Work is no longer about where you do it, it’s about what you do and how it gets done.
Hybrid is the future workspace
Organizations have mobilized work from home infrastructure and policies that have forever shaped the way we approach work. Now that the dust has begun to settle, they are collectively looking to the future once again. As companies explore shifting their workers back to the office. They are also envisioning what a flexible workplace might mean to their long-term workplace strategies.
- How will our workplace strategies and technology strategies need to change?
- How will our office evolve to integrate and include the remote workers?
- What technologies will support flexible working between the office, home, and remote locations?
- How will we enable our people to convene for group work?
David is part of the HybridX innovation team at ET Group. He has witnessed and assisted in the architecture of workplace communications firsthand. He is proud to share that, “We’re not afraid of doing remote work and using remote technologies. We’ve been demonstrating it for years. It works, I mean, we’re thriving.”
Workplace and tech strategies are changing
Having worked with many clients to implement their technology strategies to transition to an integrated modern-day workspace. David reflects on the success in leading others to their ideal connected and collaborative work environment, both physically and virtually. “We’re (ET Group) currently experiencing what we’ve been already living for the past few years. Covid has forced us (society) to put it into place now to some degree. By living it, it gives us great advantages in terms of being able to share the experience with others and see what the potential could be.”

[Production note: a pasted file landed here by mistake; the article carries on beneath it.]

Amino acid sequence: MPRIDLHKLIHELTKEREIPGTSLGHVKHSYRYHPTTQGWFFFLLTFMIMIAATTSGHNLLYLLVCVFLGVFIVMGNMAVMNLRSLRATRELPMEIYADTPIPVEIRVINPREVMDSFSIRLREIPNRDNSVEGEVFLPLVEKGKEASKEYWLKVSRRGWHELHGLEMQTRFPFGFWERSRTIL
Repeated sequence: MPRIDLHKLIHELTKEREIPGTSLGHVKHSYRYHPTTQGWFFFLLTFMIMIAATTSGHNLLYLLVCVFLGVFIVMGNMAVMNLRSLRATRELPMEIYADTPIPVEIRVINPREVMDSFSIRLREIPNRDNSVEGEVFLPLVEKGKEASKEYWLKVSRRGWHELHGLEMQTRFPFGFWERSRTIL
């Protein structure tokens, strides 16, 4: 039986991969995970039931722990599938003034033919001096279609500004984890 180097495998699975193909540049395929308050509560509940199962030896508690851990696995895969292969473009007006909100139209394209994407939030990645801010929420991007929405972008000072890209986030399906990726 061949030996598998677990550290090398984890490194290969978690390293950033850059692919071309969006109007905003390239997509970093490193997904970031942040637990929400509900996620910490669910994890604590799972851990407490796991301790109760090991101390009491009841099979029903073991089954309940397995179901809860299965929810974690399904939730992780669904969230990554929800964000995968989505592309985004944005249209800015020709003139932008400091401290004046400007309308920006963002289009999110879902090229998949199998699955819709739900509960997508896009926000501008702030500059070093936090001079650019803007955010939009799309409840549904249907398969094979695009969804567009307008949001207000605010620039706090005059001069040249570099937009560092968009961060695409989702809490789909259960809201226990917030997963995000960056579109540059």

“73% of employees want their company to embrace flexibility (working both remotely and in office) post COVID-19.”Mckinsey Report – June 2020
David has noted the required changes that companies have begun making to their workplace strategies:
- Increased prioritization of workplace technology within business. Organizations need to have a technology strategy that can evolve for the future.
- Intuitive tools; Organizations should be able to define their desired user experience with the technology they are choosing.
- Reliable and user-friendly video communications. Organizations are now in a video first culture that requires high quality audio and visual performance along with an easy to use platform.